Rigid. Cold. Structured. No gray area. OCD. Type A. Controlling. Psycho. Anal. Analytical. Uncompromising. Assertive. Aggressive. Unimaginative. Bitchy.
At different intervals of my life, I have been called all of the above. When I was younger, I came to accept these definitions of me and internalized them as being something bad. I set out to change myself so others would think of me as “carefree” and a “free spirit”, because I thought that would be better since it was the opposite of who I was. Try as I might to be un-rigid, unstructured, un-aggressive, un-bitchy, or un-psycho, I could never fully un. I became down on myself and would hide the true aspects of myself that I enjoyed about me, but seemed to piss others off. Finally, I snapped. Slowly, and over a long period of time. Because snapping doesn’t have to happen instantaneously. Me putting every ounce of energy into un-being all of the above turned me overly aggressive. That’s what you get when you are not who you are, struggle and suffering.
Once I sat down to think why I got so much resistance from others when I was originally just being myself and doing what came natural to me, I had to come to the conclusion that if I was only acting out of an innate sense of self, then in these particular instances it wasn’t me. It was them.
It seemed to me that every single person that had chastised me, had done so in an instance where I was unwilling to accept something that they held personal. Be it an idea, or a belief, or them as a person. In instances where I was called “uncompromising”, it was because I was unwilling to accept bullshit behavior. In instances where I was called “bitchy”, I had stuck up for myself or others. In instances where I was called “structured” it was by someone that led their life willy-nilly style and had all of the drama and troubles that the world can give you when act without thought for consequences. This is the the thing about self evaluation, not every time do you find that it is you that was the problem.
The world is a magnificent blend of personalities. We may find others like us, but no one is exactly the same and we all play a part in the collective. While there must be the nomads that live day to day without ever putting down roots, there are others who’s charge it is to help establish and keep order. While there are those that are here to test limits and whereby teach us where the “holes in the fence is”, there must be those that remain uncompromising when it comes to ethics.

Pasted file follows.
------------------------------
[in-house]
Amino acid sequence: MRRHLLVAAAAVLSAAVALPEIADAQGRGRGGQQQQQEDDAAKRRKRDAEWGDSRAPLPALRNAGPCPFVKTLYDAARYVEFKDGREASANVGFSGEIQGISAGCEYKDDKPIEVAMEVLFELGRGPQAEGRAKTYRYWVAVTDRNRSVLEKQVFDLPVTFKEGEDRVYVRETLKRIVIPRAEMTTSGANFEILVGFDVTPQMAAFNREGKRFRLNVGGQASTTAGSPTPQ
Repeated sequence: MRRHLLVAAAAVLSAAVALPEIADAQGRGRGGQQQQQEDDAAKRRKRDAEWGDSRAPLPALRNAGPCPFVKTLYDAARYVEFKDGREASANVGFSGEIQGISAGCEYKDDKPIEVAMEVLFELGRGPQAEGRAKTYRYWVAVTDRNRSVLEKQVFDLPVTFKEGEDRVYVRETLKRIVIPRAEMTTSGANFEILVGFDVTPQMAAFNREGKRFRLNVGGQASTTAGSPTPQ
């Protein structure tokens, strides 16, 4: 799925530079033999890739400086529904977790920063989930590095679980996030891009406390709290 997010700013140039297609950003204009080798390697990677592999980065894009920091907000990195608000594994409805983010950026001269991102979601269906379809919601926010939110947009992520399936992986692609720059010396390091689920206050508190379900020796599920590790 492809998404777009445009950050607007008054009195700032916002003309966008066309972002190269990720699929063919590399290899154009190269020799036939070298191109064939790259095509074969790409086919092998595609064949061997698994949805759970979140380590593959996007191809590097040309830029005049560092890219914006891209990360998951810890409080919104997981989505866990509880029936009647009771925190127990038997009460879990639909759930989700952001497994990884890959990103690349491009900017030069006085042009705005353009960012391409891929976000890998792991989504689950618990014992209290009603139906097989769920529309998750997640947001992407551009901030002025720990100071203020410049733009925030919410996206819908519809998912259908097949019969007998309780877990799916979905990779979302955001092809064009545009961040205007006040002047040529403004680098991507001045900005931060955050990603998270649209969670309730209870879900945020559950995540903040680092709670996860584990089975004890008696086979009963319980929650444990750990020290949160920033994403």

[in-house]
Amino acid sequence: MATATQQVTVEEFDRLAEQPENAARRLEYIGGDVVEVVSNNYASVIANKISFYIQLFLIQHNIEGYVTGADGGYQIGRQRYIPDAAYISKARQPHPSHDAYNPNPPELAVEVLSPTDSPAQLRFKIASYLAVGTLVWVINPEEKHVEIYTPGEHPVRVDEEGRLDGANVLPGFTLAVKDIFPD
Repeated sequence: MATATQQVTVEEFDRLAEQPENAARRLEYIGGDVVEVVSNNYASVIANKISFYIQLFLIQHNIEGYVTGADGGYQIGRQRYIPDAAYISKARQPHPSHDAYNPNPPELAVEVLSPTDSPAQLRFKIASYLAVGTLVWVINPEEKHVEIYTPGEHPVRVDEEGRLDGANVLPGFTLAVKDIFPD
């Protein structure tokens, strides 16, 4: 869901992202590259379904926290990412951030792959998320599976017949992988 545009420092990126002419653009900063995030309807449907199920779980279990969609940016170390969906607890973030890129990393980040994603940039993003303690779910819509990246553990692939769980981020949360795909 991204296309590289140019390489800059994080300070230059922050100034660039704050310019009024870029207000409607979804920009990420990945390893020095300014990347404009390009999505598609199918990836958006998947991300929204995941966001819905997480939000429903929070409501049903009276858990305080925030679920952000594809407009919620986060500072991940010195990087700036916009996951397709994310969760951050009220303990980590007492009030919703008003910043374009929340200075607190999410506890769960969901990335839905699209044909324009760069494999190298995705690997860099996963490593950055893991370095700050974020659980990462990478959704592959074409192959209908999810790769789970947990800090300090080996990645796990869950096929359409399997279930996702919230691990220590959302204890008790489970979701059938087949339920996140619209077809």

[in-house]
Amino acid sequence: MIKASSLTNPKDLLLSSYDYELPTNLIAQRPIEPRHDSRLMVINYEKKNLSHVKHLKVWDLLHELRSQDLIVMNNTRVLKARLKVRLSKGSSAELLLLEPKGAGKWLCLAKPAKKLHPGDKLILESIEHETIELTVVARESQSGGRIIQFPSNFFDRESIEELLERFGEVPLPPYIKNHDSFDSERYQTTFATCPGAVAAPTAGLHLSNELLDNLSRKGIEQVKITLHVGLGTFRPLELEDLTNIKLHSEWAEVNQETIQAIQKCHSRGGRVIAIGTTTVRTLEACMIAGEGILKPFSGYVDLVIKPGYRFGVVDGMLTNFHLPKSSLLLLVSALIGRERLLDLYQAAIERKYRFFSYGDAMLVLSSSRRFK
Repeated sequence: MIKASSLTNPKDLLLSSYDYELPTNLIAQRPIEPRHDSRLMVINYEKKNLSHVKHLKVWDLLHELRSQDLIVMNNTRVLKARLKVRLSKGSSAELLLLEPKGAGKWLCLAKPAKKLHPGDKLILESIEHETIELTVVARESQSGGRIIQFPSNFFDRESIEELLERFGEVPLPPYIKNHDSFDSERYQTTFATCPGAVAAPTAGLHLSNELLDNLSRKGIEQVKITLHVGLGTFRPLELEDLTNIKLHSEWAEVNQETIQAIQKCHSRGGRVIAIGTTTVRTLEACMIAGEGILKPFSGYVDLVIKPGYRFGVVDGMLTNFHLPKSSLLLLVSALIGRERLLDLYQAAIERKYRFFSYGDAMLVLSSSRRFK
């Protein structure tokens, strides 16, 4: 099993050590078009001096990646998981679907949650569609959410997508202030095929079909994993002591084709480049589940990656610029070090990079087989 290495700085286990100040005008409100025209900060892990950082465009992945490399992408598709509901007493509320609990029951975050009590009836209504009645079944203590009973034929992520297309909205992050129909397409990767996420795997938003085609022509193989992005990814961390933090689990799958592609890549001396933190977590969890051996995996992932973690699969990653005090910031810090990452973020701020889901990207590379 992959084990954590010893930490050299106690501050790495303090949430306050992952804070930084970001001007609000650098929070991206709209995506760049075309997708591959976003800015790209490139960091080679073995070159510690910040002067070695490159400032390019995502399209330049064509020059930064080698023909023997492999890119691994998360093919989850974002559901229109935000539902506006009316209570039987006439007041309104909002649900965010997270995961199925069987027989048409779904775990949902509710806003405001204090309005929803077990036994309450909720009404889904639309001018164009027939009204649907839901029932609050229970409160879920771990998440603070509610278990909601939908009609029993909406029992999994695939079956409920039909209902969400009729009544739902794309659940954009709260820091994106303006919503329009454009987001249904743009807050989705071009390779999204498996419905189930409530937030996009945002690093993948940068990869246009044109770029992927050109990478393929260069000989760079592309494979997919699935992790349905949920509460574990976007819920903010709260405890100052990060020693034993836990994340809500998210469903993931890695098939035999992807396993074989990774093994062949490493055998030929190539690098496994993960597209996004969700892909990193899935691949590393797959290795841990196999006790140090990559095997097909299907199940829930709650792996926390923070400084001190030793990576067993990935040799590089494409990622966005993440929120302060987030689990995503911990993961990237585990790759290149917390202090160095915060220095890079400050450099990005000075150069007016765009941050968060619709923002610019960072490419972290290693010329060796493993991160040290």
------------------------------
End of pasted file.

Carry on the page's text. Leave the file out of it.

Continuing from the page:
The true definition of rigid is exacting, through, rigorous. Don’t you want that person as your doctor, your accountant, inspecting your food, or taking care of your kids? It is just like day and night, one simply cannot exist without the other. For me personally, I like the stick up my ass. I get shit done. I help others get shit done. The shit that I get done in one day others don’t accomplish in one week. I do it orderly, thoroughly, thoughtfully, and on purpose. And if it isn’t done, it’s because I don’t think that it’s time to do it. Through much trial and error, I have come to rely on my intuition to guide me to do things. This is what I mean by thoughtfully and on purpose. Knowing that I am relying on my cultivated innate sense of self helps me stand firm in the presence of resistance.
When people attack you when you are being who you really are, ignore them. They know not what they do. Being comfortable with yourself means being comfortable with you when others are not comfortable with you. It took a while for me to accept not only who I am and my personality, but to also accept those who’s feathers I ruffle. I used to try and change them. Help them see it my way. Not only is that not useful, it’s unfair to assume that the way that we are is the way that everyone should be. It’s all a dance of balance. We can all learn from one another. The less that we fight and attempt to change others, the more information that we can gain from them to help ourselves. I have learned from being among a truly cold person, who’s daily structure I admired, that I can keep the structure part, but allow some emotional investment into people.
How to deal with the “rigidality”
For those that have rigid people in their lives, I agree that they require extra patience. But I challenge you to look deeply about what exactly steams your collar over them. Is it because they never miss a deadline or an appointment and you’re constantly behind the clock? Is it because they sometimes blow off girls/guys night to get tax receipts in order? Then ask that person to help you find a way to organize yourself in a way that works for you. Rigid people are the authority on organizing and they love to talk about it. The only thing that they love more, is actually helping others get organized.
What if it is something deeper like they won’t let you in emotionally? Bear in mind that most rigid people who won’t let others “in”, lack an ability to be vulnerable. Rigid people like stability and structure. More than likely they have been let down due to their impossibly high standards. As a result, they have enacted strict boundaries. You can help the rigid person by teaching them that not all of life is a checklist. It is ok to be a tad late to say, a Sunday brunch than a neurosurgeon consult. They need help in learning that not everything is serious. And while they do need more practice in the lighten up arena, rigid people cannot turn their rigid personality, or “rigidality”, on and off. Maybe you can’t always be punctual, but always be reliable with this personality. A rigid person and a not so rigid person can be the yin and the yang when both accept each other.